by Sarah Shaul, originally published November 2015
Thanksgiving Day is nearly upon us. On this day, we purposefully reflect on God’s goodness and abundance in our lives. We gather with our families and friends to celebrate His blessings, happily enjoying a delicious meal and cheerful gathering.
In reality, we might be encouraged to give thanks, but thankfulness is often the last thing on our minds. Instead, we dread the obligatory visit with difficult family members. Or maybe we avoid grief as we long for a lost loved one. Perhaps it’s the meal planning, house cleaning, events, celebrations, and to-do list that take our time and attention. Under the stress and strain, a quick, obligatory “Give Thanks!” or “Happy Thanksgiving!” is all we can manage. The awesomeness of God’s divine blessing and abundance is forgotten as appreciation gives way to anxiety, gratefulness to green bean casserole, and blessings to black Friday sales.
To put thanks back in Thanksgiving, we must remember the importance of a thankful spirit. Thankfulness turns us away from the unsatisfying busyness of life and toward the sustaining power of Christ’s salvation, truth, and love. In the presence of His power, our priorities are reordered, our attention is refocused, and our thinking is changed. We no longer have to dread the uncomfortable family dinner. Instead, we give thanks for the opportunity to demonstrate God’s love and grace. We don’t need to stress over a Pinterest-perfect tablescape. Instead, we give thanks that we are not defined by our accomplishments but by the gracious Creator.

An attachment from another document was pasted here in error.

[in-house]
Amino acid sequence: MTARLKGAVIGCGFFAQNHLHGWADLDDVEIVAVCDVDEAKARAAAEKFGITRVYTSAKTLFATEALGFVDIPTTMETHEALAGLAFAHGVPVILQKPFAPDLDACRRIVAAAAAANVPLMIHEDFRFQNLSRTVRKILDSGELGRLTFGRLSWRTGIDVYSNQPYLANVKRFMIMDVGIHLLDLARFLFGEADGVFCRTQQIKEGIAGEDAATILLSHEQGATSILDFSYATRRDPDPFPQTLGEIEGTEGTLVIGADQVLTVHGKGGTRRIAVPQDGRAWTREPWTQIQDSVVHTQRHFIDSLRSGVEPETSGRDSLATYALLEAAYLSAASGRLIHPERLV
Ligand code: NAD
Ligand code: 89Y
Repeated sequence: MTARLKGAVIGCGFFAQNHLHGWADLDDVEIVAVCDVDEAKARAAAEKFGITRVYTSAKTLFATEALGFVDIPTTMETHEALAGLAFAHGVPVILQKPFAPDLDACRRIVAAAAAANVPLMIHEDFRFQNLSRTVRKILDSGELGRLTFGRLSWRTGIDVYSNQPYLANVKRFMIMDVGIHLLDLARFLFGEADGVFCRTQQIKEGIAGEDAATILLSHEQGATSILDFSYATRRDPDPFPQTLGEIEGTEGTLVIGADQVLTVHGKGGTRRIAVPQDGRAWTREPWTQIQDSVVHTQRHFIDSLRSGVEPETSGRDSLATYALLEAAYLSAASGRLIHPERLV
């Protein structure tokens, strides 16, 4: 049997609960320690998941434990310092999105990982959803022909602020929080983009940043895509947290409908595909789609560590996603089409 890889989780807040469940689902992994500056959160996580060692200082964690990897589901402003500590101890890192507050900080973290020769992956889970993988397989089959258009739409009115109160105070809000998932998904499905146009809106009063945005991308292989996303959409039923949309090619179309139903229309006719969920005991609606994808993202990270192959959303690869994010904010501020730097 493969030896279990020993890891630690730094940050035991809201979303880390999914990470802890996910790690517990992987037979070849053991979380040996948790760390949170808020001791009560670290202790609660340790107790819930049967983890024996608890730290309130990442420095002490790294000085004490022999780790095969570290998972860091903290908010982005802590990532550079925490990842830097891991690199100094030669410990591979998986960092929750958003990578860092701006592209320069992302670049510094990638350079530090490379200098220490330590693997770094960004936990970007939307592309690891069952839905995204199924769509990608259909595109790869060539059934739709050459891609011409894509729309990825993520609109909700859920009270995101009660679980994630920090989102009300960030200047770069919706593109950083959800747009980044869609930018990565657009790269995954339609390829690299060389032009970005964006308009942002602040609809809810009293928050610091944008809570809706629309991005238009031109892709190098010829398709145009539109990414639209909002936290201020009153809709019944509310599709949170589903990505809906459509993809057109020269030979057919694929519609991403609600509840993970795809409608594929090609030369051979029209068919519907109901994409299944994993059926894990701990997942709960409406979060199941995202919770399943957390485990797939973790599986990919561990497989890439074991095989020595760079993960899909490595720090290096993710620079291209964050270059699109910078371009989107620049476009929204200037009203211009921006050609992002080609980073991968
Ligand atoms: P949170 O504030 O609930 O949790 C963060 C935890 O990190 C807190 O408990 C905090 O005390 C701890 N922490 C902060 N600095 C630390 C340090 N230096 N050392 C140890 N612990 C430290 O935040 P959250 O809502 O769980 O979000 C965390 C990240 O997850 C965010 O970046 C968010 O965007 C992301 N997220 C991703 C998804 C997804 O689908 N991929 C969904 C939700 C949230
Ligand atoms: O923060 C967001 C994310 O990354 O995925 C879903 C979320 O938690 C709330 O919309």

It could be easy to view thankfulness as another item on the to-do list and acknowledge it with begrudging obligation instead of authentic appreciation. To avoid this, we must decide if thankfulness is important enough to make time for it (like all things in life, if it is important enough, we’ll make time). Making time may mean reprioritizing: turning off the TV, delaying an email or text message, or staying up a few extra minutes. In this intentional time, let us focus and reflect on God’s blessings in our lives, such as work, friendship, home, food, health, or family. How has God revealed Himself in these daily elements? How has He used these things to deepen our relationship with Him? What has He given that we could never create ourselves? May we come away from this intentional time of thankfulness changed by Christ’s generous blessing and remembering its importance in this season and all seasons of life.